Drifting - a Self-Drive holiday in Europe
  • 23 Mar, 2018

Drifting - a Self-Drive holiday in Europe

Drifting! She announces loudly from the right-hand passenger seat.

Main Beach Travel Agent Geoff Ivin on a 'research mission' recounts: we are heading South on Germany's A67 Bundesautobhan after collecting our rental car on arrival at Frankfurt International Airport. It is around 8.30 am and we have flown overnight from Australia but feeling good and looking forward to our driving holiday in Europe.

Drifting! I wonder if that is some sort of road sign that I have missed? If it is, I don't know what it means and I don't have any time to think about it. I am concentrating on driving on the 'wrong' side of the road which I am sharing with a lot of other vehicles, the owners of which seem to be running very late judging by the speed they are traveling.

After a lot of planning we booked a rental car with HERTZ and in the process discovered that it is much cheaper to pick-up and drop-off the car in the same country rather than dropping off in another country and pay an additional hefty (up to 500 Euro's) 'one-way drop-off fee'. Our itinerary includes Germany, Switzerland, Italy, Slovenia, Hungary, Czech Republic & Austria. So, we were able to do a large 'circle' and drop the car back to Frankfurt International Airport at the end of our trip, thus avoiding the aforementioned fee.

Drifting!! This time it's almost a scream so I decide it's time to find out what it means. According to 'Mrs right-hand passenger seat' I have a distinct tendency to position the car to the extreme right of the lane which puts her dangerously close to the massive cargo truck traveling next to us.

Motorcyclists European Mountains

I adjust the habit as best I can and we arrive unscathed at the German/Swiss border where we hastily search for our passports to present to the border guard and get our stamp. Disappointment! The only thing anyone is interested in is our Vignette or Swiss Motor Way Sticker ? which we knew nothing about but by sheer luck our car happened to have one, presumably purchased by a previous renter and still valid.

So, two things learned here; firstly border formalities between EC states are virtually non-existent and; secondly, road tolls/taxes are compulsory and a pre-paid sticker must be displayed on the windscreen.

The pre-paid sticker system for road tolls/taxes applies in Switzerland & Austria and is a 'trick for the unwary'. There are signs advertising the regulations but they are not in English so easily missed by tourists. The stickers can be purchased at a variety of outlets including Post offices, petrol stations, garages, touring club offices (TCS) and Customs and can be for varying validity from 10Days up to 12Months. Failure to display a sticker can result in heavy 'on the spot' fines.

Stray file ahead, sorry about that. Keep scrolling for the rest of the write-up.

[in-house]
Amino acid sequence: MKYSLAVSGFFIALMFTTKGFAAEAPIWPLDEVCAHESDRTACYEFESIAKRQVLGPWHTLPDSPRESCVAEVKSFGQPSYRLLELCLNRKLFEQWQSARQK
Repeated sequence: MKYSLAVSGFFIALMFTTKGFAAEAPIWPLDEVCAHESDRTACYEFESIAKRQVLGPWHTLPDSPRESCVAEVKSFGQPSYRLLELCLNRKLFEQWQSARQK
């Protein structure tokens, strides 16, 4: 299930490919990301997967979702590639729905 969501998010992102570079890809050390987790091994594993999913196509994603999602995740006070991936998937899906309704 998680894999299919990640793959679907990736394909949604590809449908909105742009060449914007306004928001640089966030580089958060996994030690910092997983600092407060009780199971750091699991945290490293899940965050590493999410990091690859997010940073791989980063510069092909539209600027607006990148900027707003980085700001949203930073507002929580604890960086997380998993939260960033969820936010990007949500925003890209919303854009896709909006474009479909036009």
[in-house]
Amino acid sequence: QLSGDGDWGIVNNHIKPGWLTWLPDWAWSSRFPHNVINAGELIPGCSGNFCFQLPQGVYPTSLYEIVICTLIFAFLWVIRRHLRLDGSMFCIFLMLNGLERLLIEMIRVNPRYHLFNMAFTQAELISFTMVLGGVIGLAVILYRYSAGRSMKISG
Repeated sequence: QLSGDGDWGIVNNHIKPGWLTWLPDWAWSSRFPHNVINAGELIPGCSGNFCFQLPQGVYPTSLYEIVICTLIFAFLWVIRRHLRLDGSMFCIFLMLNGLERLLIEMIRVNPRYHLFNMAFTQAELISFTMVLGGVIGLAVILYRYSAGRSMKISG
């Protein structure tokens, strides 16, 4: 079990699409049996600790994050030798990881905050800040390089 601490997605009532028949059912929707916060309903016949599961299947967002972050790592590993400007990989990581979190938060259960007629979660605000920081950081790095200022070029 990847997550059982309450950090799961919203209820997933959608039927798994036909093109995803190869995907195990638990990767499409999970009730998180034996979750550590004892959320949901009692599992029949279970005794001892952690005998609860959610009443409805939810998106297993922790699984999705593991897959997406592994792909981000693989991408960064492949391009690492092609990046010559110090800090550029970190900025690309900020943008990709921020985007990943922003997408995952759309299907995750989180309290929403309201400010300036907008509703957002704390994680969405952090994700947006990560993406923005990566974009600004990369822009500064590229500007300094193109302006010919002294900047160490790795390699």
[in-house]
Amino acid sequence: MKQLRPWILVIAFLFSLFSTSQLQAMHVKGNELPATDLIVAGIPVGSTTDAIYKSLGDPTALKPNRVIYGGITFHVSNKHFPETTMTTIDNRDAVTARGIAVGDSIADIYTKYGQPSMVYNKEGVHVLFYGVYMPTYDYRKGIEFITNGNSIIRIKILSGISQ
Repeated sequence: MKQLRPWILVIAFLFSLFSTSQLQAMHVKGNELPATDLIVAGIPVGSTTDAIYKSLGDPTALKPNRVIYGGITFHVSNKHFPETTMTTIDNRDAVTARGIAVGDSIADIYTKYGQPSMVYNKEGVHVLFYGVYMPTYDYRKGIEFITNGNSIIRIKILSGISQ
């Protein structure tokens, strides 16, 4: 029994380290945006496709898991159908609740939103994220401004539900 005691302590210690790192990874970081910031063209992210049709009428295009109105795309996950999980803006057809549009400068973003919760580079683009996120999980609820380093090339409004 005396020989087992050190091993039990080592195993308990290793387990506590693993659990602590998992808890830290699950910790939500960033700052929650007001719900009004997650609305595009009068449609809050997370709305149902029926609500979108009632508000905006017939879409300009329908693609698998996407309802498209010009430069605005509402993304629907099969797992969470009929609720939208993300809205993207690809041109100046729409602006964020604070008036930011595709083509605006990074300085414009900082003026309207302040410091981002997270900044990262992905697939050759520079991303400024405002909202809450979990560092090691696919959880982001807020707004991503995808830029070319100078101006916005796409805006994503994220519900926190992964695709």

Some countries require drivers to hold an International Drivers License to be eligible to drive in that country. Drivers must also hold a valid driving license issued in their country of residence. On our itinerary, Italy is the only country requiring an International Driving License and in Australia this can easily and quickly be issued by your state motoring association. Failure to hold an International Driving License can result in heavy fines and can also negate travel insurance cover.

It is very common for European rental cars to use diesel fuel and have manual gear shifts rather than automatic, so it is best to have a driving license that qualifies driving a manual vehicle.

A GPS is highly recommended and can be booked as an extra to the car rental cost. Usually rental car companies charge an extra daily rate for a GPS of around EUR10 per day which is payable directly to the rental car company on pick-up. It is however becoming more and more common for rental cars to have 'built in' navigation systems nowadays so that is something to look out for.

Parking can be a challenge in some parts of Europe with very narrow streets and limited parking areas but if you are prepared to do a little walking it is usually possible to find a parking area close-by. Some cities e.g. Florence have restricted areas in their "downtown" to minimize traffic and make moving around easier for pedestrians and cyclists. We suggest that you 'park and ride' for these cities.

Although 'Drifting' became a much less used warning, it still takes concentration to negotiate your way around unfamiliar routes whilst driving on the 'wrong' side of the road BUT I strongly recommend a Self Drive holiday in Europe as a reasonably cheap way to travel that offers you the freedom to literally go where & when you want.

For more information:

Geoff Ivin - Travel Counselors Main Beach

P: 1300 113 519

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